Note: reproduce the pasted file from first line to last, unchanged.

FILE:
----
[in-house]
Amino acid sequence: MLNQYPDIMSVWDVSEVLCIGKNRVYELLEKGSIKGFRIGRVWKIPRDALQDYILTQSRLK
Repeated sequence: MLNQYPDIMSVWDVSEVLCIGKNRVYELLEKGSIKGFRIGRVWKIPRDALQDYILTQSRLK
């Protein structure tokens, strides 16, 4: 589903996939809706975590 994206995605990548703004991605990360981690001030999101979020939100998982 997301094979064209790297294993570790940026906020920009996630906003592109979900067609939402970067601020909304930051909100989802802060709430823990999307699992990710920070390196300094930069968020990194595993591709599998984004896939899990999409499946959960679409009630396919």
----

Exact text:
[in-house]
Amino acid sequence: MLNQYPDIMSVWDVSEVLCIGKNRVYELLEKGSIKGFRIGRVWKIPRDALQDYILTQSRLK
Repeated sequence: MLNQYPDIMSVWDVSEVLCIGKNRVYELLEKGSIKGFRIGRVWKIPRDALQDYILTQSRLK
């Protein structure tokens, strides 16, 4: 589903996939809706975590 994206995605990548703004991605990360981690001030999101979020939100998982 997301094979064209790297294993570790940026906020920009996630906003592109979900067609939402970067601020909304930051909100989802802060709430823990999307699992990710920070390196300094930069968020990194595993591709599998984004896939899990999409499946959960679409009630396919």